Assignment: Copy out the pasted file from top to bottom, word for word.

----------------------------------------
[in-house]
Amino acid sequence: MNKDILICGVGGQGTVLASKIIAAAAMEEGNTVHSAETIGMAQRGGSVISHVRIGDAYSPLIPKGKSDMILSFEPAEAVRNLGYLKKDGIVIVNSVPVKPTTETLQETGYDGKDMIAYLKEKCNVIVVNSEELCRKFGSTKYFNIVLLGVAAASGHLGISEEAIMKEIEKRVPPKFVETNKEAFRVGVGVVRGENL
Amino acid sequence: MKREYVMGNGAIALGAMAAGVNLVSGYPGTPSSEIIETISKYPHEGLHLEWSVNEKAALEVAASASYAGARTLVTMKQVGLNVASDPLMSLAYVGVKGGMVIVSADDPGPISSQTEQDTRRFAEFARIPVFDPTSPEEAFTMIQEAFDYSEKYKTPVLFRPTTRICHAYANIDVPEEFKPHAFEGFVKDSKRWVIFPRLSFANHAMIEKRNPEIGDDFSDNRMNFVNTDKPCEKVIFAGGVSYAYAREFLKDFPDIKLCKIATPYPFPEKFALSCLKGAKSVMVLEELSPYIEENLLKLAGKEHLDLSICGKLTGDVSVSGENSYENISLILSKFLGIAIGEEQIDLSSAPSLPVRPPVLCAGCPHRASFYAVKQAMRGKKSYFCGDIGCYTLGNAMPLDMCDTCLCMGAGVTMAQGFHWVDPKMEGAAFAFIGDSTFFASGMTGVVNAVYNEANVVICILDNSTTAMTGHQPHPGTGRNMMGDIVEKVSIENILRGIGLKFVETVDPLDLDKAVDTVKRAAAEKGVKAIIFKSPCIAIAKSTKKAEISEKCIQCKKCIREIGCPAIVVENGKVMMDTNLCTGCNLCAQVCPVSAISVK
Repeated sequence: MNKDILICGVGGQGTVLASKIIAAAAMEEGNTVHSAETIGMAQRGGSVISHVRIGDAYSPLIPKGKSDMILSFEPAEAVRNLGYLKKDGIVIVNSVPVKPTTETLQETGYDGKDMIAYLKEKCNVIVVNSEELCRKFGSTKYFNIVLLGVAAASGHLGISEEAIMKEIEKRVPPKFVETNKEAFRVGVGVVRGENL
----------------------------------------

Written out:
[in-house]
Amino acid sequence: MNKDILICGVGGQGTVLASKIIAAAAMEEGNTVHSAETIGMAQRGGSVISHVRIGDAYSPLIPKGKSDMILSFEPAEAVRNLGYLKKDGIVIVNSVPVKPTTETLQETGYDGKDMIAYLKEKCNVIVVNSEELCRKFGSTKYFNIVLLGVAAASGHLGISEEAIMKEIEKRVPPKFVETNKEAFRVGVGVVRGENL
Amino acid sequence: MKREYVMGNGAIALGAMAAGVNLVSGYPGTPSSEIIETISKYPHEGLHLEWSVNEKAALEVAASASYAGARTLVTMKQVGLNVASDPLMSLAYVGVKGGMVIVSADDPGPISSQTEQDTRRFAEFARIPVFDPTSPEEAFTMIQEAFDYSEKYKTPVLFRPTTRICHAYANIDVPEEFKPHAFEGFVKDSKRWVIFPRLSFANHAMIEKRNPEIGDDFSDNRMNFVNTDKPCEKVIFAGGVSYAYAREFLKDFPDIKLCKIATPYPFPEKFALSCLKGAKSVMVLEELSPYIEENLLKLAGKEHLDLSICGKLTGDVSVSGENSYENISLILSKFLGIAIGEEQIDLSSAPSLPVRPPVLCAGCPHRASFYAVKQAMRGKKSYFCGDIGCYTLGNAMPLDMCDTCLCMGAGVTMAQGFHWVDPKMEGAAFAFIGDSTFFASGMTGVVNAVYNEANVVICILDNSTTAMTGHQPHPGTGRNMMGDIVEKVSIENILRGIGLKFVETVDPLDLDKAVDTVKRAAAEKGVKAIIFKSPCIAIAKSTKKAEISEKCIQCKKCIREIGCPAIVVENGKVMMDTNLCTGCNLCAQVCPVSAISVK
Repeated sequence: MNKDILICGVGGQGTVLASKIIAAAAMEEGNTVHSAETIGMAQRGGSVISHVRIGDAYSPLIPKGKSDMILSFEPAEAVRNLGYLKKDGIVIVNSVPVKPTTETLQETGYDGKDMIAYLKEKCNVIVVNSEELCRKFGSTKYFNIVLLGVAAASGHLGISEEAIMKEIEKRVPPKFVETNKEAFRVGVGVVRGENL